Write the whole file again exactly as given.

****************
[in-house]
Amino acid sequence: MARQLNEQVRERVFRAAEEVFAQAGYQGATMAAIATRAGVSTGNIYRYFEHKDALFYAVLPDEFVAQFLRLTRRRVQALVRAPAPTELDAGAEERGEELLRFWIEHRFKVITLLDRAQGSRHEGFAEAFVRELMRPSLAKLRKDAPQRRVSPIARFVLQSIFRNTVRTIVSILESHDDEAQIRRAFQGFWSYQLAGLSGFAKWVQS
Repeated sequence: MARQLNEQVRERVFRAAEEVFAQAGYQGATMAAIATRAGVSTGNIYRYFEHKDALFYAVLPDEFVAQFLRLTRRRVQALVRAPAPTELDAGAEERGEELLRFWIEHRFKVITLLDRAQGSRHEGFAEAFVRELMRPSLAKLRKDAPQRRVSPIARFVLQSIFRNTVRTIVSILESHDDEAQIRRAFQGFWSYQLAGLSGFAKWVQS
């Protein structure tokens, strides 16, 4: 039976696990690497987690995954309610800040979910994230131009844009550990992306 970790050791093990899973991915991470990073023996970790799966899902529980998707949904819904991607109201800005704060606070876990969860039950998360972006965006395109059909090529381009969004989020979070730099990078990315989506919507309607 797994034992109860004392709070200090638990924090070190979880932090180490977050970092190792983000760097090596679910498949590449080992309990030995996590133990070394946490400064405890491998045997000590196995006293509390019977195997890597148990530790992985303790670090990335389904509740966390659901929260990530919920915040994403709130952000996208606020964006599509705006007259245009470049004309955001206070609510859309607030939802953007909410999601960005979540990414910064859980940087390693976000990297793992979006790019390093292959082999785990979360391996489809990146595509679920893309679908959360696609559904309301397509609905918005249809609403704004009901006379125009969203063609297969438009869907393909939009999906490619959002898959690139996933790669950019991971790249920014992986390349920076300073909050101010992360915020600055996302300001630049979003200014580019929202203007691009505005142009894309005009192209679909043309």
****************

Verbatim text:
[in-house]
Amino acid sequence: MARQLNEQVRERVFRAAEEVFAQAGYQGATMAAIATRAGVSTGNIYRYFEHKDALFYAVLPDEFVAQFLRLTRRRVQALVRAPAPTELDAGAEERGEELLRFWIEHRFKVITLLDRAQGSRHEGFAEAFVRELMRPSLAKLRKDAPQRRVSPIARFVLQSIFRNTVRTIVSILESHDDEAQIRRAFQGFWSYQLAGLSGFAKWVQS
Repeated sequence: MARQLNEQVRERVFRAAEEVFAQAGYQGATMAAIATRAGVSTGNIYRYFEHKDALFYAVLPDEFVAQFLRLTRRRVQALVRAPAPTELDAGAEERGEELLRFWIEHRFKVITLLDRAQGSRHEGFAEAFVRELMRPSLAKLRKDAPQRRVSPIARFVLQSIFRNTVRTIVSILESHDDEAQIRRAFQGFWSYQLAGLSGFAKWVQS
């Protein structure tokens, strides 16, 4: 039976696990690497987690995954309610800040979910994230131009844009550990992306 970790050791093990899973991915991470990073023996970790799966899902529980998707949904819904991607109201800005704060606070876990969860039950998360972006965006395109059909090529381009969004989020979070730099990078990315989506919507309607 797994034992109860004392709070200090638990924090070190979880932090180490977050970092190792983000760097090596679910498949590449080992309990030995996590133990070394946490400064405890491998045997000590196995006293509390019977195997890597148990530790992985303790670090990335389904509740966390659901929260990530919920915040994403709130952000996208606020964006599509705006007259245009470049004309955001206070609510859309607030939802953007909410999601960005979540990414910064859980940087390693976000990297793992979006790019390093292959082999785990979360391996489809990146595509679920893309679908959360696609559904309301397509609905918005249809609403704004009901006379125009969203063609297969438009869907393909939009999906490619959002898959690139996933790669950019991971790249920014992986390349920076300073909050101010992360915020600055996302300001630049979003200014580019929202203007691009505005142009894309005009192209679909043309």